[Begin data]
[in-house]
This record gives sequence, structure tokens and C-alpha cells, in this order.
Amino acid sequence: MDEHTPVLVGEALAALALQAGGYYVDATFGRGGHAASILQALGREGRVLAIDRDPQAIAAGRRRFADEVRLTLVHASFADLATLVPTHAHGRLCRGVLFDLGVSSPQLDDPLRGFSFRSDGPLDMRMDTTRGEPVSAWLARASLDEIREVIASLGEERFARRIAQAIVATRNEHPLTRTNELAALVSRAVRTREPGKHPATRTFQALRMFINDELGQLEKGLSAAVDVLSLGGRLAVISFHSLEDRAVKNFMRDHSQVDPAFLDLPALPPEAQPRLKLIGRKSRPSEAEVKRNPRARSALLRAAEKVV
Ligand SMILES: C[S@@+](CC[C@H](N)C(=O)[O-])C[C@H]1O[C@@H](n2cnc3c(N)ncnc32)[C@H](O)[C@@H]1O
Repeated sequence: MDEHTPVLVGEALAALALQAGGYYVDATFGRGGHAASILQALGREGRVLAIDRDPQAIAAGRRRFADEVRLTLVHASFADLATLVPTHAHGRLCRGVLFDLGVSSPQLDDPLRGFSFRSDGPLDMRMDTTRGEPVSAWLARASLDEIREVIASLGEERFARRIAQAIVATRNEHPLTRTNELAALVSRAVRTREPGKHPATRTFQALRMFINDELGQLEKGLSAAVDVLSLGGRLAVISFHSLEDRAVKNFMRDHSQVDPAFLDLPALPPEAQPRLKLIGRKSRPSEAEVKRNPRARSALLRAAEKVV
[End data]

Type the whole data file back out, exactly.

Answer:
[in-house]
This record gives sequence, structure tokens and C-alpha cells, in this order.
Amino acid sequence: MDEHTPVLVGEALAALALQAGGYYVDATFGRGGHAASILQALGREGRVLAIDRDPQAIAAGRRRFADEVRLTLVHASFADLATLVPTHAHGRLCRGVLFDLGVSSPQLDDPLRGFSFRSDGPLDMRMDTTRGEPVSAWLARASLDEIREVIASLGEERFARRIAQAIVATRNEHPLTRTNELAALVSRAVRTREPGKHPATRTFQALRMFINDELGQLEKGLSAAVDVLSLGGRLAVISFHSLEDRAVKNFMRDHSQVDPAFLDLPALPPEAQPRLKLIGRKSRPSEAEVKRNPRARSALLRAAEKVV
Ligand SMILES: C[S@@+](CC[C@H](N)C(=O)[O-])C[C@H]1O[C@@H](n2cnc3c(N)ncnc32)[C@H](O)[C@@H]1O
Repeated sequence: MDEHTPVLVGEALAALALQAGGYYVDATFGRGGHAASILQALGREGRVLAIDRDPQAIAAGRRRFADEVRLTLVHASFADLATLVPTHAHGRLCRGVLFDLGVSSPQLDDPLRGFSFRSDGPLDMRMDTTRGEPVSAWLARASLDEIREVIASLGEERFARRIAQAIVATRNEHPLTRTNELAALVSRAVRTREPGKHPATRTFQALRMFINDELGQLEKGLSAAVDVLSLGGRLAVISFHSLEDRAVKNFMRDHSQVDPAFLDLPALPPEAQPRLKLIGRKSRPSEAEVKRNPRARSALLRAAEKVV